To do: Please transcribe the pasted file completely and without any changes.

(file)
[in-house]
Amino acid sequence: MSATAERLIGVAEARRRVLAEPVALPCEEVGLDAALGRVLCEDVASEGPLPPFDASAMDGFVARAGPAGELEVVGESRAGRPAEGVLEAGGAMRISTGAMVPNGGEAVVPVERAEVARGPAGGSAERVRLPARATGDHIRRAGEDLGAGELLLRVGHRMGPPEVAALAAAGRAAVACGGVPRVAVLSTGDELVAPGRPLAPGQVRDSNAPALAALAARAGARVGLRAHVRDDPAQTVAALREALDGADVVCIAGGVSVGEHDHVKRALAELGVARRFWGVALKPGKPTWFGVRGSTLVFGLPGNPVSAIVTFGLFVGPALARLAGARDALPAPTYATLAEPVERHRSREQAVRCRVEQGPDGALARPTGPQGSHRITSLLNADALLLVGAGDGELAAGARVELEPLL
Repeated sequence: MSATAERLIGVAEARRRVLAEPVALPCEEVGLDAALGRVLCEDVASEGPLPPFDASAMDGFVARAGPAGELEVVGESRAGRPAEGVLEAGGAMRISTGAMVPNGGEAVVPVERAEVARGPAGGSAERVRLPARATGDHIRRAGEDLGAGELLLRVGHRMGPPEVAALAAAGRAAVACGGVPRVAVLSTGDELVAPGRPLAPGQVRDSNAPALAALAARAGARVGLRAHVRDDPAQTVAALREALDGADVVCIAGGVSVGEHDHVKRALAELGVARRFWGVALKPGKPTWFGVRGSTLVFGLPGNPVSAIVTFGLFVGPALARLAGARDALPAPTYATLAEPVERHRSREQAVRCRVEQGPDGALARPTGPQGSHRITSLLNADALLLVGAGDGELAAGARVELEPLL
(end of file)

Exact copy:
[in-house]
Amino acid sequence: MSATAERLIGVAEARRRVLAEPVALPCEEVGLDAALGRVLCEDVASEGPLPPFDASAMDGFVARAGPAGELEVVGESRAGRPAEGVLEAGGAMRISTGAMVPNGGEAVVPVERAEVARGPAGGSAERVRLPARATGDHIRRAGEDLGAGELLLRVGHRMGPPEVAALAAAGRAAVACGGVPRVAVLSTGDELVAPGRPLAPGQVRDSNAPALAALAARAGARVGLRAHVRDDPAQTVAALREALDGADVVCIAGGVSVGEHDHVKRALAELGVARRFWGVALKPGKPTWFGVRGSTLVFGLPGNPVSAIVTFGLFVGPALARLAGARDALPAPTYATLAEPVERHRSREQAVRCRVEQGPDGALARPTGPQGSHRITSLLNADALLLVGAGDGELAAGARVELEPLL
Repeated sequence: MSATAERLIGVAEARRRVLAEPVALPCEEVGLDAALGRVLCEDVASEGPLPPFDASAMDGFVARAGPAGELEVVGESRAGRPAEGVLEAGGAMRISTGAMVPNGGEAVVPVERAEVARGPAGGSAERVRLPARATGDHIRRAGEDLGAGELLLRVGHRMGPPEVAALAAAGRAAVACGGVPRVAVLSTGDELVAPGRPLAPGQVRDSNAPALAALAARAGARVGLRAHVRDDPAQTVAALREALDGADVVCIAGGVSVGEHDHVKRALAELGVARRFWGVALKPGKPTWFGVRGSTLVFGLPGNPVSAIVTFGLFVGPALARLAGARDALPAPTYATLAEPVERHRSREQAVRCRVEQGPDGALARPTGPQGSHRITSLLNADALLLVGAGDGELAAGARVELEPLL